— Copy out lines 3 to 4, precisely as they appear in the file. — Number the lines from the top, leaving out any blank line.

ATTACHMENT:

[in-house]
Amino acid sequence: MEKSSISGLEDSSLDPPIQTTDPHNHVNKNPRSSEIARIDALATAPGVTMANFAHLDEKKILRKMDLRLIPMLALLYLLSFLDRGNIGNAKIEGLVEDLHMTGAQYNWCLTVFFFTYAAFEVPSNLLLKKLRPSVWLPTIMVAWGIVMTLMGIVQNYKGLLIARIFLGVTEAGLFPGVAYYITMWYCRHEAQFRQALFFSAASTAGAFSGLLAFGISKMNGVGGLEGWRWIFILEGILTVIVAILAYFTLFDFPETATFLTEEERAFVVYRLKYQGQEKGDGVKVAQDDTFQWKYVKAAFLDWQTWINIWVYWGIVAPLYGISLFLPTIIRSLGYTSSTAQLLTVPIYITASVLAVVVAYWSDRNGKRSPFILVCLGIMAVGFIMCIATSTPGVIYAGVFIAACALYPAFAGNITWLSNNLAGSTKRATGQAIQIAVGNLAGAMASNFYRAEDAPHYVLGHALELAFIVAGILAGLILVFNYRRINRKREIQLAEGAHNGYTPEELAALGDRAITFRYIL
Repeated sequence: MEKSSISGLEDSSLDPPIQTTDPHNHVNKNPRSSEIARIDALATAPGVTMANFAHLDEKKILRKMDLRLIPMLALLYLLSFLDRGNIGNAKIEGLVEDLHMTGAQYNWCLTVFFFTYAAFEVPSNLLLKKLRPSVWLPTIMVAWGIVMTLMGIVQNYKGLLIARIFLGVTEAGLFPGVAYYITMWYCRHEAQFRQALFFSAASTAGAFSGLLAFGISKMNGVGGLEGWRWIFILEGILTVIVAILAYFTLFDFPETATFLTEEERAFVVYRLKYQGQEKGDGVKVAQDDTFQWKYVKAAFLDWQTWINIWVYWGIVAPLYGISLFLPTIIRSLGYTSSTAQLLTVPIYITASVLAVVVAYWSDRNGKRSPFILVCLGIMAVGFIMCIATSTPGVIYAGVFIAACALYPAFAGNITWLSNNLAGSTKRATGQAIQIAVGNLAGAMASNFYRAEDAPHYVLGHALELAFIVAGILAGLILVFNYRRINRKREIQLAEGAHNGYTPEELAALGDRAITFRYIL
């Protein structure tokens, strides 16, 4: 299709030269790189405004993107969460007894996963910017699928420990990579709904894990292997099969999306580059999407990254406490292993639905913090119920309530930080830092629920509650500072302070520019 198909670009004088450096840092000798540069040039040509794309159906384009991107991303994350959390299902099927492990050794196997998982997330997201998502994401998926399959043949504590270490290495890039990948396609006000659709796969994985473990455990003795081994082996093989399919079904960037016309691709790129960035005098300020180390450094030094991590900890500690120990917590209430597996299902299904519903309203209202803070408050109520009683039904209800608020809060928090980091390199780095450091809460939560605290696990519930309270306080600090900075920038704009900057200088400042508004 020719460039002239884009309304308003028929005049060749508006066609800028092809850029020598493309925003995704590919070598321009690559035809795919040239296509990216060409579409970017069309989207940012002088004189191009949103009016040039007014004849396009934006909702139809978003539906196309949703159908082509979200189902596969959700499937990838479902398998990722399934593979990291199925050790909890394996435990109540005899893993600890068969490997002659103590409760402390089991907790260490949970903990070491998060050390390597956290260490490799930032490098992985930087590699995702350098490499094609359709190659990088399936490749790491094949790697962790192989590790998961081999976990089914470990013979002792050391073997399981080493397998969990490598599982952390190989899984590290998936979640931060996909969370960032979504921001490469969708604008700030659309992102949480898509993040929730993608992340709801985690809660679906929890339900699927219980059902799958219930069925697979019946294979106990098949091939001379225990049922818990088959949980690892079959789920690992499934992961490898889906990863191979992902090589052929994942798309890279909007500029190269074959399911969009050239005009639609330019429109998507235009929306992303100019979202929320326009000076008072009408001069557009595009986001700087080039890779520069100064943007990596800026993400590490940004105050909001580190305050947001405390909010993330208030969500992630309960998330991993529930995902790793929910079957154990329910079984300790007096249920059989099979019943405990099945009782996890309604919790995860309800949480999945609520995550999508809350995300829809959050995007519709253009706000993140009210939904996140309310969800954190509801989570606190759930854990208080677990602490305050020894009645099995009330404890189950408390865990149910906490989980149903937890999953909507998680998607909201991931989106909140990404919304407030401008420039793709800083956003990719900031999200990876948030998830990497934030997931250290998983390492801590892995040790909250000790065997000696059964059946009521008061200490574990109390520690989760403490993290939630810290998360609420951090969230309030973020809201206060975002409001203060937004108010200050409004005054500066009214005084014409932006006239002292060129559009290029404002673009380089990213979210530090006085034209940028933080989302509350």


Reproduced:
Repeated sequence: MEKSSISGLEDSSLDPPIQTTDPHNHVNKNPRSSEIARIDALATAPGVTMANFAHLDEKKILRKMDLRLIPMLALLYLLSFLDRGNIGNAKIEGLVEDLHMTGAQYNWCLTVFFFTYAAFEVPSNLLLKKLRPSVWLPTIMVAWGIVMTLMGIVQNYKGLLIARIFLGVTEAGLFPGVAYYITMWYCRHEAQFRQALFFSAASTAGAFSGLLAFGISKMNGVGGLEGWRWIFILEGILTVIVAILAYFTLFDFPETATFLTEEERAFVVYRLKYQGQEKGDGVKVAQDDTFQWKYVKAAFLDWQTWINIWVYWGIVAPLYGISLFLPTIIRSLGYTSSTAQLLTVPIYITASVLAVVVAYWSDRNGKRSPFILVCLGIMAVGFIMCIATSTPGVIYAGVFIAACALYPAFAGNITWLSNNLAGSTKRATGQAIQIAVGNLAGAMASNFYRAEDAPHYVLGHALELAFIVAGILAGLILVFNYRRINRKREIQLAEGAHNGYTPEELAALGDRAITFRYIL
């Protein structure tokens, strides 16, 4: 299709030269790189405004993107969460007894996963910017699928420990990579709904894990292997099969999306580059999407990254406490292993639905913090119920309530930080830092629920509650500072302070520019 198909670009004088450096840092000798540069040039040509794309159906384009991107991303994350959390299902099927492990050794196997998982997330997201998502994401998926399959043949504590270490290495890039990948396609006000659709796969994985473990455990003795081994082996093989399919079904960037016309691709790129960035005098300020180390450094030094991590900890500690120990917590209430597996299902299904519903309203209202803070408050109520009683039904209800608020809060928090980091390199780095450091809460939560605290696990519930309270306080600090900075920038704009900057200088400042508004 020719460039002239884009309304308003028929005049060749508006066609800028092809850029020598493309925003995704590919070598321009690559035809795919040239296509990216060409579409970017069309989207940012002088004189191009949103009016040039007014004849396009934006909702139809978003539906196309949703159908082509979200189902596969959700499937990838479902398998990722399934593979990291199925050790909890394996435990109540005899893993600890068969490997002659103590409760402390089991907790260490949970903990070491998060050390390597956290260490490799930032490098992985930087590699995702350098490499094609359709190659990088399936490749790491094949790697962790192989590790998961081999976990089914470990013979002792050391073997399981080493397998969990490598599982952390190989899984590290998936979640931060996909969370960032979504921001490469969708604008700030659309992102949480898509993040929730993608992340709801985690809660679906929890339900699927219980059902799958219930069925697979019946294979106990098949091939001379225990049922818990088959949980690892079959789920690992499934992961490898889906990863191979992902090589052929994942798309890279909007500029190269074959399911969009050239005009639609330019429109998507235009929306992303100019979202929320326009000076008072009408001069557009595009986001700087080039890779520069100064943007990596800026993400590490940004105050909001580190305050947001405390909010993330208030969500992630309960998330991993529930995902790793929910079957154990329910079984300790007096249920059989099979019943405990099945009782996890309604919790995860309800949480999945609520995550999508809350995300829809959050995007519709253009706000993140009210939904996140309310969800954190509801989570606190759930854990208080677990602490305050020894009645099995009330404890189950408390865990149910906490989980149903937890999953909507998680998607909201991931989106909140990404919304407030401008420039793709800083956003990719900031999200990876948030998830990497934030997931250290998983390492801590892995040790909250000790065997000696059964059946009521008061200490574990109390520690989760403490993290939630810290998360609420951090969230309030973020809201206060975002409001203060937004108010200050409004005054500066009214005084014409932006006239002292060129559009290029404002673009380089990213979210530090006085034209940028933080989302509350």